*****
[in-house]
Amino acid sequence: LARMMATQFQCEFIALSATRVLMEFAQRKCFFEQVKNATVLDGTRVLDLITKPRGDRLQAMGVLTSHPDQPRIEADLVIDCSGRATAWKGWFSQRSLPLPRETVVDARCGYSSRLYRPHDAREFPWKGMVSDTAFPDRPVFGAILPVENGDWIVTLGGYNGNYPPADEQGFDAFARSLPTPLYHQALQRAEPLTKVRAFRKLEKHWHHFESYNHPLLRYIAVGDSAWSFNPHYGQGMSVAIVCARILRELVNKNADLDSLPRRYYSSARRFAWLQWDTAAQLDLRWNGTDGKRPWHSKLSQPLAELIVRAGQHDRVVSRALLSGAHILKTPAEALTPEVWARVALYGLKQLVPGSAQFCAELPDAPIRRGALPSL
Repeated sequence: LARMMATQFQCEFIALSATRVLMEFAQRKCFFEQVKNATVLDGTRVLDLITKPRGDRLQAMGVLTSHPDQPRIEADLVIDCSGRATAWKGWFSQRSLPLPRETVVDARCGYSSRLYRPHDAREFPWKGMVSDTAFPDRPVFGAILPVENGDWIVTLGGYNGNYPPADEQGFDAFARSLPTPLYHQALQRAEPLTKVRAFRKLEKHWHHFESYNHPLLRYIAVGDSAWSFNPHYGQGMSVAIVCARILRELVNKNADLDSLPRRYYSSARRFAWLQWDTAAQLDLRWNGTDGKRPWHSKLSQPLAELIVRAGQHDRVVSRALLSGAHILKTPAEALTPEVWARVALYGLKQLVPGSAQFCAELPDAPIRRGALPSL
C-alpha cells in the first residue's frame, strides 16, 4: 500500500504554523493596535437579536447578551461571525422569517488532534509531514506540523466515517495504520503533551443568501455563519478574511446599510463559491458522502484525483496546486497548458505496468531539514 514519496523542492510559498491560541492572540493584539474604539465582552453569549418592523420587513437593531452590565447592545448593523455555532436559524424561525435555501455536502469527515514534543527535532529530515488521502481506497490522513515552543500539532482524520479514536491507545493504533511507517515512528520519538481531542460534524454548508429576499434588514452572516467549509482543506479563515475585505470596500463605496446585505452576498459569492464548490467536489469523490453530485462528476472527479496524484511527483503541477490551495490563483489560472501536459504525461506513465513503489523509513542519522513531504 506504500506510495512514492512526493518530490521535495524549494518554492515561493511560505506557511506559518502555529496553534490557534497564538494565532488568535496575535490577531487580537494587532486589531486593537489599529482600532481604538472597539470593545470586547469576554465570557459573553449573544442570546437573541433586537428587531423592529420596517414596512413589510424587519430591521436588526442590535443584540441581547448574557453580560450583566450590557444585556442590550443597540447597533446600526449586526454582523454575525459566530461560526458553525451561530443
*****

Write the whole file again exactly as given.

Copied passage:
[in-house]
Amino acid sequence: LARMMATQFQCEFIALSATRVLMEFAQRKCFFEQVKNATVLDGTRVLDLITKPRGDRLQAMGVLTSHPDQPRIEADLVIDCSGRATAWKGWFSQRSLPLPRETVVDARCGYSSRLYRPHDAREFPWKGMVSDTAFPDRPVFGAILPVENGDWIVTLGGYNGNYPPADEQGFDAFARSLPTPLYHQALQRAEPLTKVRAFRKLEKHWHHFESYNHPLLRYIAVGDSAWSFNPHYGQGMSVAIVCARILRELVNKNADLDSLPRRYYSSARRFAWLQWDTAAQLDLRWNGTDGKRPWHSKLSQPLAELIVRAGQHDRVVSRALLSGAHILKTPAEALTPEVWARVALYGLKQLVPGSAQFCAELPDAPIRRGALPSL
Repeated sequence: LARMMATQFQCEFIALSATRVLMEFAQRKCFFEQVKNATVLDGTRVLDLITKPRGDRLQAMGVLTSHPDQPRIEADLVIDCSGRATAWKGWFSQRSLPLPRETVVDARCGYSSRLYRPHDAREFPWKGMVSDTAFPDRPVFGAILPVENGDWIVTLGGYNGNYPPADEQGFDAFARSLPTPLYHQALQRAEPLTKVRAFRKLEKHWHHFESYNHPLLRYIAVGDSAWSFNPHYGQGMSVAIVCARILRELVNKNADLDSLPRRYYSSARRFAWLQWDTAAQLDLRWNGTDGKRPWHSKLSQPLAELIVRAGQHDRVVSRALLSGAHILKTPAEALTPEVWARVALYGLKQLVPGSAQFCAELPDAPIRRGALPSL
C-alpha cells in the first residue's frame, strides 16, 4: 500500500504554523493596535437579536447578551461571525422569517488532534509531514506540523466515517495504520503533551443568501455563519478574511446599510463559491458522502484525483496546486497548458505496468531539514 514519496523542492510559498491560541492572540493584539474604539465582552453569549418592523420587513437593531452590565447592545448593523455555532436559524424561525435555501455536502469527515514534543527535532529530515488521502481506497490522513515552543500539532482524520479514536491507545493504533511507517515512528520519538481531542460534524454548508429576499434588514452572516467549509482543506479563515475585505470596500463605496446585505452576498459569492464548490467536489469523490453530485462528476472527479496524484511527483503541477490551495490563483489560472501536459504525461506513465513503489523509513542519522513531504 506504500506510495512514492512526493518530490521535495524549494518554492515561493511560505506557511506559518502555529496553534490557534497564538494565532488568535496575535490577531487580537494587532486589531486593537489599529482600532481604538472597539470593545470586547469576554465570557459573553449573544442570546437573541433586537428587531423592529420596517414596512413589510424587519430591521436588526442590535443584540441581547448574557453580560450583566450590557444585556442590550443597540447597533446600526449586526454582523454575525459566530461560526458553525451561530443